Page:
A Lamp in the Darkness

First things first – Dr. M (or should I just call him Linthead now?) had a wonderful post yesterday explaining why he shouldn’t have a blog. It’s a really good way to get to know him better, and to give you insight into why I say I’m the fluff to his depth. He’s a really cool person, if I do say so myself (having had very little influence into how he turned out, I take full credit). So go read it. Now. And then come back to read my not quite as fluffy as usual post.

Our diocese has a monthly publication with stories about the goings on in southern Ohio. This past month one of the members of my former church (hey Nancy!) had an article about an immigration reform rally that she attended. I know that immigration is a hot button for a lot of people, but this story*, told at the rally, sums up my feelings on the subject pretty well:

A rabbi put this question to his students: "How can we determine the hour of dawn. When the night ends and the day begins?”

"When from a distance you can distinguish between a dog and a sheep," suggested one. "When you can distinguish between a fig tree and a grapevine,” offered another.

"No," the rabbi said, "When you look into the face of a human being and have enough light to recognize that person as your brother or sister. Up until then it is night, and darkness is still with us."

If we aren’t able to recognize the person in front of us as a brother or sister, then we dwell in darkness. And I’m not just talking about the way we look at immigrants either. It feels like everyone around me is in an armed camp – me & mine versus you and yours. It’s ours, people. Really – we’re all on this earth together. Sitting in the dark, or holding out a lamp to the incoming stranger.

*Not having the Interchange with me when I wrote this post I looked the story up online. There are a lot of different versions, so I just picked one to use. However, I have since found the Interchange online. You can read the artcle on page 17 here.

Comments

  1. we are fractious. and we are all so much more alike than we are different. so why is it so hard?

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  2. Better to light one candle than curse the darkness, so they say.

    Our differences may make us unique, but it's our similarities that make us part of the greater whole.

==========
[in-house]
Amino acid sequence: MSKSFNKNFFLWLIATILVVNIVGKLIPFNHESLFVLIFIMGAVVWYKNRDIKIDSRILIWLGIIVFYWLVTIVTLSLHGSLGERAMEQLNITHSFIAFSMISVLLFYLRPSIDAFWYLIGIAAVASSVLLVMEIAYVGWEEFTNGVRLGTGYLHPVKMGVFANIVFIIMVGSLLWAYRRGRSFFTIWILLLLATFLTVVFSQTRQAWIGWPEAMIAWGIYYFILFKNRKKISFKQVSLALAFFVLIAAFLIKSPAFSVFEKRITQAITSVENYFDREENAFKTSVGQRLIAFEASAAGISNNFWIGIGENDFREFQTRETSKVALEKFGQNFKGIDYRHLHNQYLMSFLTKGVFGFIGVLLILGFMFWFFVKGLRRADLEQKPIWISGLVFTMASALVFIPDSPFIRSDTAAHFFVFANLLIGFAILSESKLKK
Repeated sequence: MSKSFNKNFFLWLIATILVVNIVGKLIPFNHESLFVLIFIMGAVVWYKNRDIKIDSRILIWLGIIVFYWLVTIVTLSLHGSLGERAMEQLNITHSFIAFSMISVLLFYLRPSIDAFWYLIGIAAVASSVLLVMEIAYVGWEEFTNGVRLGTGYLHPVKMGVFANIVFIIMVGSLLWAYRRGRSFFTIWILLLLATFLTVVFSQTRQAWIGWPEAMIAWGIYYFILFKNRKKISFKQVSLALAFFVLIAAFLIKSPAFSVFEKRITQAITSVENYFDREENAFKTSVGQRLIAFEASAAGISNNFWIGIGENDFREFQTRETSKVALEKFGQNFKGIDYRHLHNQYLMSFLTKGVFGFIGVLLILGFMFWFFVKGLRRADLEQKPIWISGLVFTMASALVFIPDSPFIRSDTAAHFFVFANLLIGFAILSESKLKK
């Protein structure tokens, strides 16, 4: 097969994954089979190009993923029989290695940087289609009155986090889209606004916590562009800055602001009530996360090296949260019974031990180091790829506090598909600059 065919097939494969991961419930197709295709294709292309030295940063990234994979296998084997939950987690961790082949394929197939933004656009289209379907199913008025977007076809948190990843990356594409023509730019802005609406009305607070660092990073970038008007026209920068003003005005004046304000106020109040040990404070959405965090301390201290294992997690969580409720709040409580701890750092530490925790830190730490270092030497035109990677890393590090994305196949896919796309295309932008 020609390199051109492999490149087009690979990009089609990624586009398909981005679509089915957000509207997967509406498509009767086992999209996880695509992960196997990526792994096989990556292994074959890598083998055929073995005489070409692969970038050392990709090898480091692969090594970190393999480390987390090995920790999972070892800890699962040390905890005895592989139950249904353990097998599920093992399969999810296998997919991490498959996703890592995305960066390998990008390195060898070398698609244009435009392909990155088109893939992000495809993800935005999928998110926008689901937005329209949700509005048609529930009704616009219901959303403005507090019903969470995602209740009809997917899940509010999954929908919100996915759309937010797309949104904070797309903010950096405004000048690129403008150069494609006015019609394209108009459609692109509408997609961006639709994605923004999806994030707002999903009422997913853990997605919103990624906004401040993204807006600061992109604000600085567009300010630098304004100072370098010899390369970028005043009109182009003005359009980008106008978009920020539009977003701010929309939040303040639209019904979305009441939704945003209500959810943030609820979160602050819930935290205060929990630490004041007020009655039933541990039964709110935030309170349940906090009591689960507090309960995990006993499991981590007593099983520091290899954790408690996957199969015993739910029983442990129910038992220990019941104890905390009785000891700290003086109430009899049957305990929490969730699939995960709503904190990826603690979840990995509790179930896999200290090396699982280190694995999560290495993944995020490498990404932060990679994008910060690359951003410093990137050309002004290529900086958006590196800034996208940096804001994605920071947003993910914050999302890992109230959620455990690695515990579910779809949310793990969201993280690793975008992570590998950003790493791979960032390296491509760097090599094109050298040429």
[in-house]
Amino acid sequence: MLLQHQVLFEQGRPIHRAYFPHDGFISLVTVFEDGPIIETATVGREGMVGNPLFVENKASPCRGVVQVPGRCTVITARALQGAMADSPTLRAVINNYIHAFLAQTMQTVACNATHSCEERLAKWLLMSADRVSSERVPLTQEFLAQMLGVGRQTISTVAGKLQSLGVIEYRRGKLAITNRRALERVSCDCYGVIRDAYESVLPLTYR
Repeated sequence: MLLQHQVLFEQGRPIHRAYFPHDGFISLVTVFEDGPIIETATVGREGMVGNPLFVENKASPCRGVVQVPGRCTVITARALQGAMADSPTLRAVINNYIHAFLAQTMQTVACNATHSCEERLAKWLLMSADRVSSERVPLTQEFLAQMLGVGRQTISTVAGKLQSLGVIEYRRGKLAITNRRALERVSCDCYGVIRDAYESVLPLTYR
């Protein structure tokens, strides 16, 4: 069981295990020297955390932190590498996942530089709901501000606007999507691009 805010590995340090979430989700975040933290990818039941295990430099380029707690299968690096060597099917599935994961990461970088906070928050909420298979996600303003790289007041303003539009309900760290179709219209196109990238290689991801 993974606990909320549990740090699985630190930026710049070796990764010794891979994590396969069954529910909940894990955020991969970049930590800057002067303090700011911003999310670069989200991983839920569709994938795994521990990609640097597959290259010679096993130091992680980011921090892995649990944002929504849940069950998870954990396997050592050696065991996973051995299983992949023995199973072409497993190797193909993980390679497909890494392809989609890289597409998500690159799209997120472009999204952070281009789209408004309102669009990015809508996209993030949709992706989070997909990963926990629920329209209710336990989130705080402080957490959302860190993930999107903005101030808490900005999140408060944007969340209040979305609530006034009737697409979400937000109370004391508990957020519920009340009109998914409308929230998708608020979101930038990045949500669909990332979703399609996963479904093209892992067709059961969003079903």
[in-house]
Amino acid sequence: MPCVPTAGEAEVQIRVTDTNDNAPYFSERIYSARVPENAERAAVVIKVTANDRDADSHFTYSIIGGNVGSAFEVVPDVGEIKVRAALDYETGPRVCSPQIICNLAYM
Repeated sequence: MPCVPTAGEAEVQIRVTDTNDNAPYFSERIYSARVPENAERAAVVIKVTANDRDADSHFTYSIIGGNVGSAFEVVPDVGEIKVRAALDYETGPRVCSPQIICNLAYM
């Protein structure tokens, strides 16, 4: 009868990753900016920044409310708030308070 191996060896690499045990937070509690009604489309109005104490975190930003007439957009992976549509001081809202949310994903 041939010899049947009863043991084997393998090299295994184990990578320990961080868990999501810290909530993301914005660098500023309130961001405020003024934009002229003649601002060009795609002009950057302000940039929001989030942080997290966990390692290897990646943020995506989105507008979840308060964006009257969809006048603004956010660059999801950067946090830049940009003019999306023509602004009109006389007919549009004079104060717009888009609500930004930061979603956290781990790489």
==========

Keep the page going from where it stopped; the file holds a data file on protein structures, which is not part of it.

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  3. Excellent post. (I finally figured out who Linthead is)

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  4. Very nice post. Unfortunately so many are in the dark, but if we all continue to strive to light the light there is hope.

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  5. It matters not our religous views, the shape of our face or the colour of our skin what matters is our similarities our commonalities our humanity - but we do insit on grasping onto the things that seperate us the things that make us "different". You would think wouldn't you that in the 21st C after all that we have seen, done experieinced as human beings we would have learnt - sadly it appears that Humanity is not a good student and stubbornly persists in making the same mistakes again and again.

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  6. So true. A beautiful, pensive and peaceful post - the message at its heart is one I strongly agree with. We are one human race. We should love and not fight. But I fear humanity's has an inherent badness, I only hope more adopt pacifistic ideals.

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  7. I hate the us vs. them stuff. That's why I went "pundit free" after the election.

    You are NOT fluff. You are every bit as cool as Linthead! so there!

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  8. This is fabulous. So glad to read this wisdom.

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  9. Pure and simple truth there...

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  10. I really enjoyed your husband's list. Fun to hear him, since I work in a university department.

    Those quotes are beautiful. Up until then, the darkness is still with us . . .

    YES.

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  11. mmm...there is great wisdom in the story you share...we are al different flavors of the same soup..appreciated best together...

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  12. Dear The Bug,
    What a lovely post. And a lovely story. All of this is certainly true. Even though I am discussing all these issues, it is the 'us' v. 'them' that I believe is a major obstruction to all the answers.

    I loved C.L.'s post. I hope my comment conveyed it. He covered a lot of ground.

    Anyway, thanks for a profound story! And a great insight.

    Ann T.

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  13. Some days (most) I feel like we have not progressed much past segregation and women's voting rights. Same evils, different names.

    And you are cool!

    And I'm going to Dr M's right now!

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  14. Oh wow. I wish had wondered over here sooner. The story says it all so well. Thank you so much for sharing it with us.

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